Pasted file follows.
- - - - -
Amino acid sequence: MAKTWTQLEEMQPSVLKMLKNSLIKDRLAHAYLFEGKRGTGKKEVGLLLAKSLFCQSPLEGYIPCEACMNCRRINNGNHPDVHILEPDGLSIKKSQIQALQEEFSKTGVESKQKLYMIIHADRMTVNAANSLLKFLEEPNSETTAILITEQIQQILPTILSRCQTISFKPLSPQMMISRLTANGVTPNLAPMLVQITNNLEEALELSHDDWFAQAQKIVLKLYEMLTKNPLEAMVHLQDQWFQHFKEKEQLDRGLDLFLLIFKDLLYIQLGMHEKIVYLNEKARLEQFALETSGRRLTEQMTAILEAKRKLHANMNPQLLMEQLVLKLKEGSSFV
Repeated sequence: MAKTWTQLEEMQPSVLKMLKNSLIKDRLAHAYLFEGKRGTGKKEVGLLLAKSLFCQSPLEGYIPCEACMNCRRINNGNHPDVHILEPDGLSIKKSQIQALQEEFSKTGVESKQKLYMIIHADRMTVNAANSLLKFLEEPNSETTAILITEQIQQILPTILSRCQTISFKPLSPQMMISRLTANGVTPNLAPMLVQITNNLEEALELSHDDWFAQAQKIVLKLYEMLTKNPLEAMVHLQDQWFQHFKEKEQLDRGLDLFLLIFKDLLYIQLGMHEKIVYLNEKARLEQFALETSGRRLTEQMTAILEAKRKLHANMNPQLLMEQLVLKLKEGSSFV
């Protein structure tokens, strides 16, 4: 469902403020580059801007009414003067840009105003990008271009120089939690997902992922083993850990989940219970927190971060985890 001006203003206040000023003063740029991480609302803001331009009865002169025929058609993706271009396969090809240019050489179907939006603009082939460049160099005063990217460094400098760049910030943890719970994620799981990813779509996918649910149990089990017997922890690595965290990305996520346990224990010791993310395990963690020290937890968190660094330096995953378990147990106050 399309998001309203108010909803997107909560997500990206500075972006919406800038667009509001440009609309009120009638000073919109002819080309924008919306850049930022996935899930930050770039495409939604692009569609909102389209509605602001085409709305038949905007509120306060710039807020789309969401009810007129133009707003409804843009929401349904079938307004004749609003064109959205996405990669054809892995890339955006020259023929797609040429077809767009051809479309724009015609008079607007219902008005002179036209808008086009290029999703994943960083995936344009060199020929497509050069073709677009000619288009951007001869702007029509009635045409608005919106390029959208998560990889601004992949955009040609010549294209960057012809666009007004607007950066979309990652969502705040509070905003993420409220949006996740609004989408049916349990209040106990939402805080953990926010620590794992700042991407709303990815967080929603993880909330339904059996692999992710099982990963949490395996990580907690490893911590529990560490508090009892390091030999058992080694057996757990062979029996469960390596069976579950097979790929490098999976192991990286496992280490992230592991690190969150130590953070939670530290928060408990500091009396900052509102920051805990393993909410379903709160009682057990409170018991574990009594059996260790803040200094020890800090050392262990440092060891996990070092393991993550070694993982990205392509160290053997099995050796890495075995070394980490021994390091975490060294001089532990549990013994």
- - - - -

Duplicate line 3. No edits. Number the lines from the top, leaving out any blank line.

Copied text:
């Protein structure tokens, strides 16, 4: 469902403020580059801007009414003067840009105003990008271009120089939690997902992922083993850990989940219970927190971060985890 001006203003206040000023003063740029991480609302803001331009009865002169025929058609993706271009396969090809240019050489179907939006603009082939460049160099005063990217460094400098760049910030943890719970994620799981990813779509996918649910149990089990017997922890690595965290990305996520346990224990010791993310395990963690020290937890968190660094330096995953378990147990106050 399309998001309203108010909803997107909560997500990206500075972006919406800038667009509001440009609309009120009638000073919109002819080309924008919306850049930022996935899930930050770039495409939604692009569609909102389209509605602001085409709305038949905007509120306060710039807020789309969401009810007129133009707003409804843009929401349904079938307004004749609003064109959205996405990669054809892995890339955006020259023929797609040429077809767009051809479309724009015609008079607007219902008005002179036209808008086009290029999703994943960083995936344009060199020929497509050069073709677009000619288009951007001869702007029509009635045409608005919106390029959208998560990889601004992949955009040609010549294209960057012809666009007004607007950066979309990652969502705040509070905003993420409220949006996740609004989408049916349990209040106990939402805080953990926010620590794992700042991407709303990815967080929603993880909330339904059996692999992710099982990963949490395996990580907690490893911590529990560490508090009892390091030999058992080694057996757990062979029996469960390596069976579950097979790929490098999976192991990286496992280490992230592991690190969150130590953070939670530290928060408990500091009396900052509102920051805990393993909410379903709160009682057990409170018991574990009594059996260790803040200094020890800090050392262990440092060891996990070092393991993550070694993982990205392509160290053997099995050796890495075995070394980490021994390091975490060294001089532990549990013994």